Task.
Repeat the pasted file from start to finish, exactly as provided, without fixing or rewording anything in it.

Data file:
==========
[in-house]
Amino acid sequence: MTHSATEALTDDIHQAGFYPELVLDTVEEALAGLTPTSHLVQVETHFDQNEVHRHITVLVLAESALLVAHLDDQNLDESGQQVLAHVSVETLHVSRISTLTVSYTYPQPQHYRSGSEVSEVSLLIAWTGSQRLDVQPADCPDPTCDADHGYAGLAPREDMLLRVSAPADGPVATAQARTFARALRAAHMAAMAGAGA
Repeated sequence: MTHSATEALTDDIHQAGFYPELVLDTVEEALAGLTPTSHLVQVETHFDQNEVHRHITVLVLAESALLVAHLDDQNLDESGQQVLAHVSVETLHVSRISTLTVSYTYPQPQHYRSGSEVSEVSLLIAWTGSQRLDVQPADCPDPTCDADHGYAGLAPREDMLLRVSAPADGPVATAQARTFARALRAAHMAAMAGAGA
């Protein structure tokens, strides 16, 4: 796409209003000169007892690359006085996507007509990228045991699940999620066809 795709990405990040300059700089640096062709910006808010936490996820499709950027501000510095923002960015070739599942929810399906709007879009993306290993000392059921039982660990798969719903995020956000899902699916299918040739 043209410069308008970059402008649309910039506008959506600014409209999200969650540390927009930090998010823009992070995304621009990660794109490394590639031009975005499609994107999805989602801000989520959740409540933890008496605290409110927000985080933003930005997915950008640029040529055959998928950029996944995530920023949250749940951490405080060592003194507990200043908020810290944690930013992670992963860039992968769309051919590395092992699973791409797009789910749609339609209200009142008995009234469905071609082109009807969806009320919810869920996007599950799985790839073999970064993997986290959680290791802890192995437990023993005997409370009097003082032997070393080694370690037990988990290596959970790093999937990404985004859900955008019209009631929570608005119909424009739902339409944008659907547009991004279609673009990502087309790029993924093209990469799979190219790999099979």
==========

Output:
[in-house]
Amino acid sequence: MTHSATEALTDDIHQAGFYPELVLDTVEEALAGLTPTSHLVQVETHFDQNEVHRHITVLVLAESALLVAHLDDQNLDESGQQVLAHVSVETLHVSRISTLTVSYTYPQPQHYRSGSEVSEVSLLIAWTGSQRLDVQPADCPDPTCDADHGYAGLAPREDMLLRVSAPADGPVATAQARTFARALRAAHMAAMAGAGA
Repeated sequence: MTHSATEALTDDIHQAGFYPELVLDTVEEALAGLTPTSHLVQVETHFDQNEVHRHITVLVLAESALLVAHLDDQNLDESGQQVLAHVSVETLHVSRISTLTVSYTYPQPQHYRSGSEVSEVSLLIAWTGSQRLDVQPADCPDPTCDADHGYAGLAPREDMLLRVSAPADGPVATAQARTFARALRAAHMAAMAGAGA
């Protein structure tokens, strides 16, 4: 796409209003000169007892690359006085996507007509990228045991699940999620066809 795709990405990040300059700089640096062709910006808010936490996820499709950027501000510095923002960015070739599942929810399906709007879009993306290993000392059921039982660990798969719903995020956000899902699916299918040739 043209410069308008970059402008649309910039506008959506600014409209999200969650540390927009930090998010823009992070995304621009990660794109490394590639031009975005499609994107999805989602801000989520959740409540933890008496605290409110927000985080933003930005997915950008640029040529055959998928950029996944995530920023949250749940951490405080060592003194507990200043908020810290944690930013992670992963860039992968769309051919590395092992699973791409797009789910749609339609209200009142008995009234469905071609082109009807969806009320919810869920996007599950799985790839073999970064993997986290959680290791802890192995437990023993005997409370009097003082032997070393080694370690037990988990290596959970790093999937990404985004859900955008019209009631929570608005119909424009739902339409944008659907547009991004279609673009990502087309790029993924093209990469799979190219790999099979």